D&G Ag Tech farm in Eastford Credit: Christine Stuart photo

It’s a farm and it’s already growing the plant, but Michael Goodenough and the nearly 50 other hemp farmers in Connecticut won’t be able to grow the plant with more THC. 

That’s because the legislation allowing for recreational cannabis left hemp farmers out of the equation and efforts this year to include them fell short. 

D&G Ag Tech manufactures 78 brands of products derived from the hemp plant yet none of their products are allowed to be sold in Connecticut’s medical marijuana dispensaries. 

Under federal law, hemp can’t contain more than 0.3 percent tetrahydrocannabinol, the psychoactive compound that gets you high. Once it’s past that threshold, the cannabis plant is considered marijuana.

Connor Roderick, a recent UConn graduate and head grower Credit: Christine Stuart photo

The Connecticut legislation legalizing the drug in 2021 said the products sold in Connecticut’s 18 dispensaries could only be from the four medical marijuana approved growers in the state. Those same growers will be able to transition into the recreational cannabis business.

“It left us completely out,” Goodenough said last week during a tour of his farm. 

Goodenough helps extract and package everything from CBD oils to creams for about 44 of the 48 hemp farms. 

He uses the cold extraction method and rotary evaporation to separate the terpenes from the cannabinoids and the CBD from the THC.

The beginning of the extraction process Credit: Christine Stuart photo

“We know how to store and extract should there be a shortage,” Goodenough said.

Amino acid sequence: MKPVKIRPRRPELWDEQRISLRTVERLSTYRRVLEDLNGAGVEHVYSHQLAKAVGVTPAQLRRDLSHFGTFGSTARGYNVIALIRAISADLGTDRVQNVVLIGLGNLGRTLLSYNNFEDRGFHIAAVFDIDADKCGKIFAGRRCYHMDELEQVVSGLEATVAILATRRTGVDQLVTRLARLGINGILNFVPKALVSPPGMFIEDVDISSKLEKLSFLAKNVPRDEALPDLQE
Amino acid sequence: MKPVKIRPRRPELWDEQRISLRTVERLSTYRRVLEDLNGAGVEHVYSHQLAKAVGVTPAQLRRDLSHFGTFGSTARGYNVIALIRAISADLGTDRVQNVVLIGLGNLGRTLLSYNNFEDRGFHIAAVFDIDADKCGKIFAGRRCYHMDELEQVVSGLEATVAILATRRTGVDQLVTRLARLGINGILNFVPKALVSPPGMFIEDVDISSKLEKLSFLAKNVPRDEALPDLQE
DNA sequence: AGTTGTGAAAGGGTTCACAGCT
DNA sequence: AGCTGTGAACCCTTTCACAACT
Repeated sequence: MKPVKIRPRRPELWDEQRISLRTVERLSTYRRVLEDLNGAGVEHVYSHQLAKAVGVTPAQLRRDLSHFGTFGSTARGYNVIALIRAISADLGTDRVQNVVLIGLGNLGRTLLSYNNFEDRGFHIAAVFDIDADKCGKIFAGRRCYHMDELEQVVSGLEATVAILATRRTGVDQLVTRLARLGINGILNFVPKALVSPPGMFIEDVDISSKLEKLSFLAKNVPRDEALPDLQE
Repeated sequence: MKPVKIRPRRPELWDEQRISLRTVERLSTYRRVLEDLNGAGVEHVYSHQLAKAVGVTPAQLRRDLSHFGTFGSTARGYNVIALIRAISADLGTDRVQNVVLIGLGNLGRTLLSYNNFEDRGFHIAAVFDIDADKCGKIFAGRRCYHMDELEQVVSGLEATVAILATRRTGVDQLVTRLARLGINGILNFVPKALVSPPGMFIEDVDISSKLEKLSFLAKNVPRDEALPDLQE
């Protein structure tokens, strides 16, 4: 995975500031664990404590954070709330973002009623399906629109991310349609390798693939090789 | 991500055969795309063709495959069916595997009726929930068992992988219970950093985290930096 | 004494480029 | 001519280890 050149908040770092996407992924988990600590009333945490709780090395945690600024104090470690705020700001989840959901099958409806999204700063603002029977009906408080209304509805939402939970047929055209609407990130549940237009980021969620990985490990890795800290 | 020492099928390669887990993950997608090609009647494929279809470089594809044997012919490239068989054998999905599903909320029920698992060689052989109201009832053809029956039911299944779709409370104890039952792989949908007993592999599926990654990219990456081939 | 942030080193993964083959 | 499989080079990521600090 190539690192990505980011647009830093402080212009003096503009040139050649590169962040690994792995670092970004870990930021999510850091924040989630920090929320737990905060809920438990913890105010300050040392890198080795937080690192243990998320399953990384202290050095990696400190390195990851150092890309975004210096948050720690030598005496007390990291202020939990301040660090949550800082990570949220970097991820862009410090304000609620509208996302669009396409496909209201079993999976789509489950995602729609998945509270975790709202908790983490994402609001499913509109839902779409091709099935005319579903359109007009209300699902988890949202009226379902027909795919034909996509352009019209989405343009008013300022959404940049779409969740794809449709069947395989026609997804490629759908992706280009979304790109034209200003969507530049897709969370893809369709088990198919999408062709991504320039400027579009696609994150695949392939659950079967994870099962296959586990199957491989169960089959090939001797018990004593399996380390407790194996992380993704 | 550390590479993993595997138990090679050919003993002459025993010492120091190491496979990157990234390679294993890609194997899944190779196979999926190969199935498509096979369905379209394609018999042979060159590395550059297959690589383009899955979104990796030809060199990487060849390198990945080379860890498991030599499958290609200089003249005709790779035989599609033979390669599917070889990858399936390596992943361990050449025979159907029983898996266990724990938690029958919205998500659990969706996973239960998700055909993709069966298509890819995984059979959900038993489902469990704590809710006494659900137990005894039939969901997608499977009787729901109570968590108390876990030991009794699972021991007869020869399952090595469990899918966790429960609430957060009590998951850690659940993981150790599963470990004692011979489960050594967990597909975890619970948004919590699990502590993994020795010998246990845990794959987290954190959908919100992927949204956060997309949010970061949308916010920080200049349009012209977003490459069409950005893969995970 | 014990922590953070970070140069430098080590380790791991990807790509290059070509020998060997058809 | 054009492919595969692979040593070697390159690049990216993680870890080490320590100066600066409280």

He said since the product can’t be shipped over state lines due to federal law there has to be enough product grown here in the state to support a recreational marketplace. 

The Department of Consumer Protection is in the process of determining who gets a license to grow cannabis and believes there will be enough to satisfy the demand. 

Goodenough isn’t so sure. 

“The people who can do it and do it tomorrow are our farmers,” Goodenough said. 

He said there’s going to be a land race and local zoning will compound the issue for those seeking to find the space to grow. Goodenough said it took him two and a half years to get this dispensary licensed in Massachusetts. 

Under Connecticut’s cannabis laws, a licensed cultivator may cultivate, grow and propagate cannabis at an establishment containing not less than 15,000 square feet of grow space.

While the Department of Consumer Protection doesn’t have an opinion on the policy, the Department of Agriculture says it supports efforts to include hemp farmers. 

But at the moment, under Connecticut’s existing hemp program, which is a USDA approved state plan, a licensee cannot simultaneously hold both a hemp and cannabis license.

Michael Goodenough with one of the extraction machines Credit: Christine Stuart photo

“The Department did advocate in favor of the working group in Public Act 22-103 which is tasked with assessing how to best support the hemp industry as recreational cannabis becomes legal here in Connecticut,” the Department of Agriculture said in a statement. “The Department supports recreational cannabis businesses including Connecticut hemp products for sale at their locations.”

Sen. Christine Cohen, who co-chairs the Environment Committee, said she’s also supportive of allowing hemp farmers to expand into the legal cannabis business. 

“We passed the working group and I would like to see them be able to grow,” Cohen said. “It makes perfect sense as they already are cultivating the plant/species and it supports our agricultural heritage in the state.” 

Goodenough, a former Marine who worked in the tech industry at IBM for 25 years, said it was the healing properties of the plant that brought him back to his farming roots. 

“I fell in love with farming again,” Goodenough said. “I have a background in technology, but it led me back to the farm.”